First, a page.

My RME Fireface 800 audio interface died! One day it's fine, the next... no lights... no sound... nuthin... Fortunately, this problem is fairly well documented on ye ol internetz. (This video on the topic is pretty great.) Apparently the electrolytic capacitors in the power supply dry out over time (as they do in most electronics).
One option is to find the offending cap and replace it, but since it's not too expensive, I went for a full recap of ALL the electrolytics on the power supply. I found a useful forum post that detailed the specifications of the caps needed to do a full recap. They recommended using low ESR caps. I had a really hard time finding low ESR caps, but I'm 100% positive all the caps I used are better than the no-name stock ones that the manufacturer put in it. Here's a list of the caps (and quantities of each) I used in case you're doing this repair too! You can also click this link to find all the same parts at digi-key.com (if they still have them): http://www.digikey.com/short/p9r2zb
Once all the new caps were in power was restored and peace and justice returned to the universe! Who knows, with better capacitors than it's power supply had when it was new, maybe it will even sound a smidge better too. Below you can see it happily reunited with it's tribe of misfit gear; the Furman that I put a new front power socket in, the Symetrix 528E who's input I repaired, and the PC cobbled together from parts, and even the power cable that nobody wanted because of a scratch in the middle of it that I turned into two good power cables.
If you're a student at a music or film production school and they make you take an electronics maintenance class, pay attention! You can do some neat stuff with that information and it's not quite as hard as it looks at first.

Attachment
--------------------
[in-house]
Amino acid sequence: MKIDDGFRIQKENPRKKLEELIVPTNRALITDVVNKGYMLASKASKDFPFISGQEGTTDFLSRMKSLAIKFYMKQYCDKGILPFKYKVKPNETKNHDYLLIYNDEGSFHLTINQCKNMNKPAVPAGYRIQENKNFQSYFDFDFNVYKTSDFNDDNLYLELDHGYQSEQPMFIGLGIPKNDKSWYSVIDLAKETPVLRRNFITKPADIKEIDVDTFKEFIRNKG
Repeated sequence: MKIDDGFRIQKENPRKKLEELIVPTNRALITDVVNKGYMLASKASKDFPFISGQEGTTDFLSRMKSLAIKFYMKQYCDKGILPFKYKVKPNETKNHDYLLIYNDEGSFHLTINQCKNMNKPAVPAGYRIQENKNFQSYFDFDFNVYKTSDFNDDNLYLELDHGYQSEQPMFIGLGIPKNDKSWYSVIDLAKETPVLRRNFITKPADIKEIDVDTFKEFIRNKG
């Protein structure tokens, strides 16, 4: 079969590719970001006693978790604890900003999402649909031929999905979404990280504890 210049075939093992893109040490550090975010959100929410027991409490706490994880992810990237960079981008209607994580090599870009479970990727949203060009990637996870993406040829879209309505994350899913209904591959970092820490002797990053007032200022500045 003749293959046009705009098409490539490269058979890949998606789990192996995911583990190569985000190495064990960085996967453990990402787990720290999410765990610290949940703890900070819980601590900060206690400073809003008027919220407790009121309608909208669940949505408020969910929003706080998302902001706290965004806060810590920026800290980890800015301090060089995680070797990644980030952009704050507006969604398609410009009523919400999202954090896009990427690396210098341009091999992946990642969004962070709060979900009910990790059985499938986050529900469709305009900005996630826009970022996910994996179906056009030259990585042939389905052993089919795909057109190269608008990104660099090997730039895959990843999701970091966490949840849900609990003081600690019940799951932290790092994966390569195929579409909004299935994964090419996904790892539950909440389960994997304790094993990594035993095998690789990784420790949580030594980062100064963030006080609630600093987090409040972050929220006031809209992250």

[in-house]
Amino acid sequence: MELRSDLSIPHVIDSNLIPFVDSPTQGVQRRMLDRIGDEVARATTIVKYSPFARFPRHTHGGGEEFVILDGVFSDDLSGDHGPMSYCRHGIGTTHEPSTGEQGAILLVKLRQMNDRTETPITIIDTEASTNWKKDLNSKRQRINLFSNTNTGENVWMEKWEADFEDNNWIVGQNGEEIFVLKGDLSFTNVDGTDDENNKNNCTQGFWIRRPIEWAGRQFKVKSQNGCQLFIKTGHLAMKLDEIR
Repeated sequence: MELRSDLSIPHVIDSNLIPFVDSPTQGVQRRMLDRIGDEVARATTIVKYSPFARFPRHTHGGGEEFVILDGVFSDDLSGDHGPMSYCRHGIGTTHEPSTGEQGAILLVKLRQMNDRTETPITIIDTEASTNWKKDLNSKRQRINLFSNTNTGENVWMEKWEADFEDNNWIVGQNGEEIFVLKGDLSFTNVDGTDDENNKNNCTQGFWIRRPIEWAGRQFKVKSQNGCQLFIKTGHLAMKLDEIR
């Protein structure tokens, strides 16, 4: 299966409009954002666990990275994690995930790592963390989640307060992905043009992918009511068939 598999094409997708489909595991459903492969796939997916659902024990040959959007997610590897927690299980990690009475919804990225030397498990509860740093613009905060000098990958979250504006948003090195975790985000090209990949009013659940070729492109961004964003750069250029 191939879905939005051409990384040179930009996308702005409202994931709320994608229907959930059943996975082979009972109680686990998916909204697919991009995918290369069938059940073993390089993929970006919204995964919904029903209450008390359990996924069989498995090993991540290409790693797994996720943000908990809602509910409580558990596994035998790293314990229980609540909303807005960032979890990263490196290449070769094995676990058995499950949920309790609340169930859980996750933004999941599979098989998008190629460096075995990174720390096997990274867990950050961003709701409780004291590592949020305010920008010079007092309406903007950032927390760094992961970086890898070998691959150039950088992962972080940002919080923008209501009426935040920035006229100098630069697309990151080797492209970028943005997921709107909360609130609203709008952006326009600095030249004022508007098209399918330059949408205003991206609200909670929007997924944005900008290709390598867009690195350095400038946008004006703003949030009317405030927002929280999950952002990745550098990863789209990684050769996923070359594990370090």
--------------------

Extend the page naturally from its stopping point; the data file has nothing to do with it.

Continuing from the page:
I recently flew out to LA for a shoot and I've been getting better at travelling with gear. This time, instead of paying an extra fee to check an over sized Pelican case on the plane, I minimized the equipment I was bringing and carried on my suitcase and my sound bag as my allowed "one personal item". My boom pole actually collapsed JUST short enough to fit inside the suitcase diagonally. My Orca OR40 audio bag fit nicely under the seat in front of me. I brought a regular shoulder strap for carrying it around the airport since I thought it would be less cumbersome and draw less attention than my body harness. (Still packed the harness in the suitcase.) As expected, the TSA checked my bags out thoroughly both ways, but at least this time everything was checked right there in front of me where they could ask me questions if they needed to and I was able to repack everything myself.
Got to work on this fun project for Lay's with Red Productions. The sound came out great! There's this one moment though at 0:35 where she puts the bag up to her face while she's speaking that causes her mic to sound different. I can't decide if it's distracting or if it does a good job of catching the ear when she's giving the viewer an instruction. Either way, I think I'll try to record wild lines on set (if there's time) for moments like these so the editor has options in the future.
Goodyear stands for being rugged and durable. We shot a video for them in this warehouse which included a vintage industrial strength iron-wheeled push cart which I quickly adopted as my audio cart.
I made a Black Friday purchase from B&H and am now the proud owner of an Orca OR-41 audio bag and an OR-40 harness. Hopefully the OR-41's aluminum frame will protect my gear and the OR-40 will protect my back!
Normally jack hammers and vacuum cleaners are the bane of a sound mixer's existence and we do everything we can to avoid them. This has been a strange but exciting week for me deliberately recording the sounds of power tools for Hilti.